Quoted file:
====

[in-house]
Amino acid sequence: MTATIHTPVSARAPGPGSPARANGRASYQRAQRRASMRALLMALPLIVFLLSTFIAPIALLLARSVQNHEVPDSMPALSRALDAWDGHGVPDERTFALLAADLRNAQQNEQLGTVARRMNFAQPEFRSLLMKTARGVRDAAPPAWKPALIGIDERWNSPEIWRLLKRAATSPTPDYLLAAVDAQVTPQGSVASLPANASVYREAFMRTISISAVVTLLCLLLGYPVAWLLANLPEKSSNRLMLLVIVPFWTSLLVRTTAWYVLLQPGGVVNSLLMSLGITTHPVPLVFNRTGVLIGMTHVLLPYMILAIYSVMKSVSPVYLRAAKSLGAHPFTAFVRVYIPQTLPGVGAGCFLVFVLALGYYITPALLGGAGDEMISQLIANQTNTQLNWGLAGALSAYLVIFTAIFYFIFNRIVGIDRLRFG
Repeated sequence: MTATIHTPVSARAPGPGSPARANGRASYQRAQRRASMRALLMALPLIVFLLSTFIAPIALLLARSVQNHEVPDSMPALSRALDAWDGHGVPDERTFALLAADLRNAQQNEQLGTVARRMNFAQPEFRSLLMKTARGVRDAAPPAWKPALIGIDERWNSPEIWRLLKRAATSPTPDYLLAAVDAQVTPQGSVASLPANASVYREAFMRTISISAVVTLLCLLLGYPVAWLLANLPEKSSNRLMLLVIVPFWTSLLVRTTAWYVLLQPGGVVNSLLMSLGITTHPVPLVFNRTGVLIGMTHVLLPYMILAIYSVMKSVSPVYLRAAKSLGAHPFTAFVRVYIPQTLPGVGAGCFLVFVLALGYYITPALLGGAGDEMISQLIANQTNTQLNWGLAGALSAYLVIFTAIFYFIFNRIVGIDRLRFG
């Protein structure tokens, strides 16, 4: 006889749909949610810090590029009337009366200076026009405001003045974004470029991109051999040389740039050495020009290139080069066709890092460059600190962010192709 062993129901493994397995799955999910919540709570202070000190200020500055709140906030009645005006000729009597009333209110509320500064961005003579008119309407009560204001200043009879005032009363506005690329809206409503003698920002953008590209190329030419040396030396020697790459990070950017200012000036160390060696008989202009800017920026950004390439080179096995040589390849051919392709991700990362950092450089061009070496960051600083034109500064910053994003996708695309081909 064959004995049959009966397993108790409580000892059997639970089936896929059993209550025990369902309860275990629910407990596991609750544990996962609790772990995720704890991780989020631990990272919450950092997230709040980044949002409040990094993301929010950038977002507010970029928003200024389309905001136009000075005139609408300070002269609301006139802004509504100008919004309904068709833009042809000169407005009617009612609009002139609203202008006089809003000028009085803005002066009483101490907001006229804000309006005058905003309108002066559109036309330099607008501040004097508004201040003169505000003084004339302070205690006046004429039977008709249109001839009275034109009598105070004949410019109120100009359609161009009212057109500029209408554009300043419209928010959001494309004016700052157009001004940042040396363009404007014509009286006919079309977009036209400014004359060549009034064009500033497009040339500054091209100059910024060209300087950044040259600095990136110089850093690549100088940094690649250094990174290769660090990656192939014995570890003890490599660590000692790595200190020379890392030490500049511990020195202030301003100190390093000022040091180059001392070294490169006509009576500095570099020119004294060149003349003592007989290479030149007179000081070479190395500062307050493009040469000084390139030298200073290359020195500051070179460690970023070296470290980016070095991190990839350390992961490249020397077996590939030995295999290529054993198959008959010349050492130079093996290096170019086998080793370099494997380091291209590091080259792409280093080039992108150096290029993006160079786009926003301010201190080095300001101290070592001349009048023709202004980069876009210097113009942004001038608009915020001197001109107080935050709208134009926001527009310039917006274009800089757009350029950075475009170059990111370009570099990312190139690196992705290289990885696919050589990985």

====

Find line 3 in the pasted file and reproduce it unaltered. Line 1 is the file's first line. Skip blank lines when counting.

Repeated sequence: MTATIHTPVSARAPGPGSPARANGRASYQRAQRRASMRALLMALPLIVFLLSTFIAPIALLLARSVQNHEVPDSMPALSRALDAWDGHGVPDERTFALLAADLRNAQQNEQLGTVARRMNFAQPEFRSLLMKTARGVRDAAPPAWKPALIGIDERWNSPEIWRLLKRAATSPTPDYLLAAVDAQVTPQGSVASLPANASVYREAFMRTISISAVVTLLCLLLGYPVAWLLANLPEKSSNRLMLLVIVPFWTSLLVRTTAWYVLLQPGGVVNSLLMSLGITTHPVPLVFNRTGVLIGMTHVLLPYMILAIYSVMKSVSPVYLRAAKSLGAHPFTAFVRVYIPQTLPGVGAGCFLVFVLALGYYITPALLGGAGDEMISQLIANQTNTQLNWGLAGALSAYLVIFTAIFYFIFNRIVGIDRLRFG